A Simple Framework For Thinking About Belief, Trust, and Faith
No doubt you have been in a group discussion when this question comes up: “What’s the difference between believing and faith?” Or between faith and trust? Or belief and trust?
Certainly these terms all seem to describe the same sort of action, right?
Since a) the words are synonyms, b) may be used as nouns or verbs, and c) depending on the Bible translation, belief/believing, trust, and/or faith can be used interchangeably. In fact, according to BDAG, the Greek noun πιστις, most often translated faith, can mean “faith, belief, or trust.” Consult the Blue Letter Bible website, or whatever resource you use for Greek and Hebrew, to identify the original word.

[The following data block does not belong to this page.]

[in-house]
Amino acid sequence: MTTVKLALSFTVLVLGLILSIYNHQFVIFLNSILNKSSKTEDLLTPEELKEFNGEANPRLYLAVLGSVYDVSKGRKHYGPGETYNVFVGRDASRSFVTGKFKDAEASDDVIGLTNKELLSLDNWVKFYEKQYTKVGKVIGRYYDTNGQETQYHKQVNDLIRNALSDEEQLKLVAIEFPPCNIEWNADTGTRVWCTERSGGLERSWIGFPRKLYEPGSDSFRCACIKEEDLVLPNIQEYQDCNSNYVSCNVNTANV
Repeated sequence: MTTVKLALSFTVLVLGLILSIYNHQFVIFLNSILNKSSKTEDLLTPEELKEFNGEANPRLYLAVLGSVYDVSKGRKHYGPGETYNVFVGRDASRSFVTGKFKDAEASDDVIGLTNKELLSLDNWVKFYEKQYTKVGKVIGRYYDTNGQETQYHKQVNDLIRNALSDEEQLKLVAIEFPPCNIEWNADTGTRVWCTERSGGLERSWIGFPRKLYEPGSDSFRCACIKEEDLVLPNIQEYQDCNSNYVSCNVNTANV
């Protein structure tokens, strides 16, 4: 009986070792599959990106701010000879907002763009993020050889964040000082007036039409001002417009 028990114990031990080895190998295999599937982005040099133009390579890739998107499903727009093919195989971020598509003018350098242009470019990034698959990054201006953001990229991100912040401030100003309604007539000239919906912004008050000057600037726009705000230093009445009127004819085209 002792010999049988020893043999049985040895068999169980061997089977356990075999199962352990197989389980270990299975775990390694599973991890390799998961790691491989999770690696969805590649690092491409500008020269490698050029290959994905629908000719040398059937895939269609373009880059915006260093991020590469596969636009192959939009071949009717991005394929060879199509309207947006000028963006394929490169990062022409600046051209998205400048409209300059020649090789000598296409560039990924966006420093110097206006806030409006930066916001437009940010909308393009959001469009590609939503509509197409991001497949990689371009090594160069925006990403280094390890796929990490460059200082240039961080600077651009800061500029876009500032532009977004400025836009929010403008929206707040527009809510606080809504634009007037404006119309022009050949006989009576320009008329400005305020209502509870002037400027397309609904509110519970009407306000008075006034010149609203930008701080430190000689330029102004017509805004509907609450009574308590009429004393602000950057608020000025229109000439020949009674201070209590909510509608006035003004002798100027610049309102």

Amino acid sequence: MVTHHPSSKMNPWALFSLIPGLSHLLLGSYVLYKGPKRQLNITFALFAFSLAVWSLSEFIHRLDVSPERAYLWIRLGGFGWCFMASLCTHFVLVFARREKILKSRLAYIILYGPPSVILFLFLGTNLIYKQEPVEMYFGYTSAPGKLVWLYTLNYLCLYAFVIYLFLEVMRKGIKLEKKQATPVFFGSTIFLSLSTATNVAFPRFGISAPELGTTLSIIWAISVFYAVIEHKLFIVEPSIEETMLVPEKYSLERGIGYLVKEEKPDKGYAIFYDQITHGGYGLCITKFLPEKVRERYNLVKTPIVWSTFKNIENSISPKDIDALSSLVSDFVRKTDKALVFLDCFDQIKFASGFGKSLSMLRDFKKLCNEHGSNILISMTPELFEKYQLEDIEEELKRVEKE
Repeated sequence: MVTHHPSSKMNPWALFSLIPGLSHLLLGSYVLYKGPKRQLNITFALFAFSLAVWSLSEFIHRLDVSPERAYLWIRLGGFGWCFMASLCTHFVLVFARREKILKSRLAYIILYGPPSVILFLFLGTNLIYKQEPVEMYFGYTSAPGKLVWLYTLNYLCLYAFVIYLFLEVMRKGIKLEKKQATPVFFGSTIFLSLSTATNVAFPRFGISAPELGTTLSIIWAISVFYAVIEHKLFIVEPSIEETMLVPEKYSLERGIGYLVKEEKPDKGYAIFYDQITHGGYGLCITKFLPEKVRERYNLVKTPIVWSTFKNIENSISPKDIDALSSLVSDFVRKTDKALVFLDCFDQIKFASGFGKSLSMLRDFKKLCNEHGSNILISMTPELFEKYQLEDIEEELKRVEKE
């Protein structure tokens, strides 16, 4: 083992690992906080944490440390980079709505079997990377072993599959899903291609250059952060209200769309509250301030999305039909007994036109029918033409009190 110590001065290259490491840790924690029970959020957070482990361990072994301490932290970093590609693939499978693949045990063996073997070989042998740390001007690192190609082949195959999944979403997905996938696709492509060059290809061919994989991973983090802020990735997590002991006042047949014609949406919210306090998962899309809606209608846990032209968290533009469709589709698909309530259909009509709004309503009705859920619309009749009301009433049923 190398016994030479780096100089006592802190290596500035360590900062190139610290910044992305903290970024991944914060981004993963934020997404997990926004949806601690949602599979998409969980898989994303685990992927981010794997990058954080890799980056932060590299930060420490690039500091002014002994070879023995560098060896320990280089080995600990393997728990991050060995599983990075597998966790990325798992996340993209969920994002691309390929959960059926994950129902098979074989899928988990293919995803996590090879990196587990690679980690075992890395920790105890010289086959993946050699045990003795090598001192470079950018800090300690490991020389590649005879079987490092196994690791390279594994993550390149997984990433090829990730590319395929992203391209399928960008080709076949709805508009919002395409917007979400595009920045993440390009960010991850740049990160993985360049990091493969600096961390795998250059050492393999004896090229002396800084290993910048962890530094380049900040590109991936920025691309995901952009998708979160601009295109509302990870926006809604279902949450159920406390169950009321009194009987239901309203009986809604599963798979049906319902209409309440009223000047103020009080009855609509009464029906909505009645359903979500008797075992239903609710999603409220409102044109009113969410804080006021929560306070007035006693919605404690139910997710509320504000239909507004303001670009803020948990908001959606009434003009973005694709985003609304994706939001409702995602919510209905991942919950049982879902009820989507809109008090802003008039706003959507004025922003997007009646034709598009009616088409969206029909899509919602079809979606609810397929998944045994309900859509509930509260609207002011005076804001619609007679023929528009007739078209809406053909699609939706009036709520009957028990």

Aside from that, what is a simple framework for thinking about these three words?
In the Streams In The Desert devotional book, the 12/15 entry begins with these words:
The word trust is the heart word of faith. It is the Old Testament word, the word given to the early and infant stage of faith. The word faith expresses more the act of the will, the word belief the act of the mind or intellect, but trust is the language of the heart. The other has reference more to a truth believed or a thing expected.
Trust implies more than this, it sees and feels, and leans upon a person… (No author’s name is given)
The difference in meaning can be outlined as followed:
- Faith – the act of the will
- Belief – the act of the mind or intellect
- Trust – the language of the heart
Every use of faith, belief/believing, and trust will not fit into this box. But the outline is extremely useful in thinking about the differences between faith, belief, and trust.
Until next time –
The grace of the Lord Jesus Christ and the love of God and the fellowship of the Holy Spirit be with you all. (2 Corinthians 13:14)